By now you’ve heard about Microsoft’s announcement of the newest generation Xbox, now called the Xbox Series X. The new console is set for release holiday 2020, and as always will be pushing the boundaries of what’s possible in gaming. Not to say PC master race, but we’ve heard that before.

Microsoft has promised a few things that will make the console much more accessible and useful for the long haul, something which the company has faltered within recent generations. The Series X will be fully backwards compatible with the Xbox One, both in consoles and hardware. So yes, you can keep your controllers this time. According to ExtremeTech, the goal with Series is that any new hardware or software as part of the brand will work together, regardless of generational changes. That’s a huge plus; I know I’ve got an enormous catalog of Xbox Live Arcade games that I haven’t played because they’re stuck on a hard disk in my very dusty Xbox 360.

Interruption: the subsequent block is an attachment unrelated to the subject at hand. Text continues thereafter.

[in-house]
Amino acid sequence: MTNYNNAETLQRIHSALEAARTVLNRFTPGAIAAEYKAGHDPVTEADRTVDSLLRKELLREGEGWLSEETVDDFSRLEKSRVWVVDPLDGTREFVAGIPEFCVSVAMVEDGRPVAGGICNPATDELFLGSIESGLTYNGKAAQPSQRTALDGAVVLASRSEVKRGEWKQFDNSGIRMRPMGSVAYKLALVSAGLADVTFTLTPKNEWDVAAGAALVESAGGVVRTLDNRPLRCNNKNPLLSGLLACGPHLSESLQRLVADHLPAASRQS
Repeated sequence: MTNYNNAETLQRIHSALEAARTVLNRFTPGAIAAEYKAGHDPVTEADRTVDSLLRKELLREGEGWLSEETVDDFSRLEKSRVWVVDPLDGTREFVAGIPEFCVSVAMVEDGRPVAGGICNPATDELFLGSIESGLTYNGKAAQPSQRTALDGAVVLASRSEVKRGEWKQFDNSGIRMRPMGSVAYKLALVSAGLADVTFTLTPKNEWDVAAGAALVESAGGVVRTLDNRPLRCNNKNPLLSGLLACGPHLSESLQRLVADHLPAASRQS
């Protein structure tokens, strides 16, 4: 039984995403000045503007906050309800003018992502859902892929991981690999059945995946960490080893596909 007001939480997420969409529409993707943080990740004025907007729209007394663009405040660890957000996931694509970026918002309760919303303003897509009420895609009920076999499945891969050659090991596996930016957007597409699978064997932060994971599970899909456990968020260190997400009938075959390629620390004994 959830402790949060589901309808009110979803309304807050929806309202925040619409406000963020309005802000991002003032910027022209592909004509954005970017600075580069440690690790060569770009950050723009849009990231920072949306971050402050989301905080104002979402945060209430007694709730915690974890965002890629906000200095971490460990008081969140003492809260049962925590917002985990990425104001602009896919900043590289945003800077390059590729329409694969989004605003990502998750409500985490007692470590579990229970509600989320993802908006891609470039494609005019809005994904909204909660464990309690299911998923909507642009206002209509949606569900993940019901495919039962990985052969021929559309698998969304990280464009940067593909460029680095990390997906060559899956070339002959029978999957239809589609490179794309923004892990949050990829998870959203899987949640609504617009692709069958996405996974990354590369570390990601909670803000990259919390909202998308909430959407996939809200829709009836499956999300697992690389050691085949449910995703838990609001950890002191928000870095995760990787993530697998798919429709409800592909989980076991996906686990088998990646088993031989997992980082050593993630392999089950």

What’s more interesting is the graphics processing on the Series X, produced by AMD. While there’s no word on how powerful the SoC will be (we won’t know that until release), historically console releases are 1-2 years behind current GPU tech, so it’s possible that we’re looking at something equivalent to the RX 5500 series. Not only will it be a decent card at launch, it’ll support RDNA2.

Officially, Microsoft has only mentioned “Next Generation RNDA”, but either way the architecture’s improvements focus on two major upgrades: Raytracing and Variable Rate Shading. The former’s been promised for years (decades, even), and we’ve only recently seen it incorporated in gaming on PCs in the past few years. Variable Rate Shading, on the other hand, is an intelligent processing technique to adjust shading anywhere on the display region. While at lower resolutions you’ll absolutely notice, at 4K, especially on a TV at some distance, VRS can provide a significant performance boost with only minor adjustments that may not be noticed.